WINCHESTER — At tonight’s annual meeting of the Rappahannock Electric Cooperative, the compensation of the nine-member board could become a heated topic of discussion.

Some members of the REC say that board members’ pay, which is as much as some full-time jobs, is a source of their dissatisfaction with co-op leadership.

REC is one of the largest electric co-ops in Virginia, providing electric service to 22 counties and 11 towns and serving about 27,500 members in Frederick and Clarke counties. It had $446,656,134 in revenue in 2018 and holds about $936,000,000 in assets. It employs 406 people and manages nearly 18,000 miles of line. REC customers are member-owners of the co-op and elect members of the board.

REC board members receive a $2,000 per month retainer, plus a $500 per diem fee for every day they spend working on co-op business.

In 2018, co-op board members were paid between $42,900 at the high end and $31,200 at the low end of total annual compensation, according to information provided by the co-op.

REC’s 2017 Form 990 tax filing, the most recent year available, shows that the highest paid director received $43,350, although two directors were paid just $13,600 that year.

Hours per week spent on co-op business as reported by the co-op varies widely. Board member J. Mark Wood worked eight hours per week and was paid $41,700, according to the 2017 tax filing, while board chairman Christopher Shipe reportedly worked 20 hours per week and received $36,950 in total compensation.

REC’s president and CEO Kent Farmer was paid $735,890 in 2016, according to that year’s tax filing.

Comparatively, the Shenandoah Valley Electric Cooperative, which serves the Shenandoah Valley between Harrisonburg and Winchester, paid its board members an average of about $19,200 in 2017, according to the most recently available Form 990.

That year, the highest paid director on SVEC’s 12-member board received $20,350, while the lowest paid received $18,350. Board members reportedly worked between four and 12 hours per week, according to the tax filing. SVEC President and CEO Michael Hastings was paid $351,615 with $129,384 in other compensation in 2017, according to the tax filing.

The REC annual meeting will take place tonight in Fredericksburg at the Fredericksburg Conference Center, 2371 Carl D. Silver Parkway, beginning at 6 p.m. The meeting will include the annual election, through which members can vote for all board director positions up for re-election. Three board seats, representing regions one six and seven of the coop’s nine regions, are up for re-election to three-year terms.

This year, a group called Repower REC is backing three candidates who say reforming board member pay is one of their priorities, along with reforms to the election process, which they say is rigged to favor incumbent board members.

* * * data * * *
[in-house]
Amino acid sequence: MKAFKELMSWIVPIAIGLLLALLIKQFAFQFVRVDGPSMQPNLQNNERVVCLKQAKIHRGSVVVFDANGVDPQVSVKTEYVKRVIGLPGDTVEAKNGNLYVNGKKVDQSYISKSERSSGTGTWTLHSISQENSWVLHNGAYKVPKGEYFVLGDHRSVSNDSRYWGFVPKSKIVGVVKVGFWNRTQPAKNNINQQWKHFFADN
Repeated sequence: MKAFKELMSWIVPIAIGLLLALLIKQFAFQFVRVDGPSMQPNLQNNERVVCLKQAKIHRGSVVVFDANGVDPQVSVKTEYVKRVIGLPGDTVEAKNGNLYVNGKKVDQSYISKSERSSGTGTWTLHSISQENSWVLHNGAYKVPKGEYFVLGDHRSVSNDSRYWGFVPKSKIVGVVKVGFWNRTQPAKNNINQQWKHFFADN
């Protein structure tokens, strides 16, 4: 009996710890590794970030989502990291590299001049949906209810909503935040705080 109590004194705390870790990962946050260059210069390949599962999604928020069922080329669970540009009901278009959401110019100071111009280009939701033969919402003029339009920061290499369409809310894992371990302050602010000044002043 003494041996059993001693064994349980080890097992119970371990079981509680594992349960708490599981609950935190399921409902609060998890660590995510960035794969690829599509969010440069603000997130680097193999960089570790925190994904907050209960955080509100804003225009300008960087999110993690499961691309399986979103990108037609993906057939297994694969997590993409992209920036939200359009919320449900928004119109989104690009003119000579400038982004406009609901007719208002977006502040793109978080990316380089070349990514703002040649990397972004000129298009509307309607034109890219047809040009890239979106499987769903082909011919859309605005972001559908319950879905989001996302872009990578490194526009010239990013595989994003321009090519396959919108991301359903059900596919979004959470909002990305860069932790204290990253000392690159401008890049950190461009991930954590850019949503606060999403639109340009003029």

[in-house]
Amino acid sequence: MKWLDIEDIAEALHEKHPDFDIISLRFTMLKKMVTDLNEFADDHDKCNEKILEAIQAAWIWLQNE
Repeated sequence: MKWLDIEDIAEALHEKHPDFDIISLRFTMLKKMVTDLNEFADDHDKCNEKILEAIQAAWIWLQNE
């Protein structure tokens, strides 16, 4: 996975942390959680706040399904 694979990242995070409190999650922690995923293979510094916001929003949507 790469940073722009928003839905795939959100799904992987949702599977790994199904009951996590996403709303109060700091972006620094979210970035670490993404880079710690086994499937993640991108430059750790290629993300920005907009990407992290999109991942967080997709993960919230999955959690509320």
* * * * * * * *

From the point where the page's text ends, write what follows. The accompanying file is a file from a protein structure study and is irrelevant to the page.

In an email on Wednesday, REC spokesman Matt Faulconer said board pay is appropriate and proportional to REC’s size and financial standing.

“By almost any measure, REC is the largest co-op in Virginia and one of the largest in the country, so board members have substantial responsibility,” Falconer said. “We ask for a substantial amount of their time throughout the year and it is appropriate that they be compensated for it.”

Falconer also said it’s “important to note that all REC compensation levels... are derived using independent, third-party compensation consultants and national compensation surveys” to make sure pay is sufficiently competitive.

Region One is represented by REC board vice chairman and Frederick County resident Michael W. Lindsay, who is being challenged by Rappahannock County farmer Mike Biniek. Caroline County resident Andrea Miller is running to replace Region Six representative Linda Gray. Louisa County resident Jack Manzari is running to replace Region Seven representative resident J. Mark Wood.

The deadline for members to mail in a ballot to vote in the election expired Monday. Members can vote online if they have a payment portal set up through the REC website, or vote in person at the annual meeting today.

Information about the candidates, including videos introducing them, can be viewed at

— Contact Onofrio Castiglia at

(4) comments


$500 per day per diem???? That is WAY high!!! Most per diems are around $100-$125 per day to cover meals and lodging.


The $500 isn't intended to cover meals and lodging. That's reimbursed in addition. The $500 is extra pay for the day.


Great article. One correction: The reference to a 12-member board with lower pay is for SVEC, not REC. Also, the two REC board members who had lower pay didn't serve a full 12 months on the board during the year in question. Hence their lower pay that year.


The Star fixed the error about the 12-member board.

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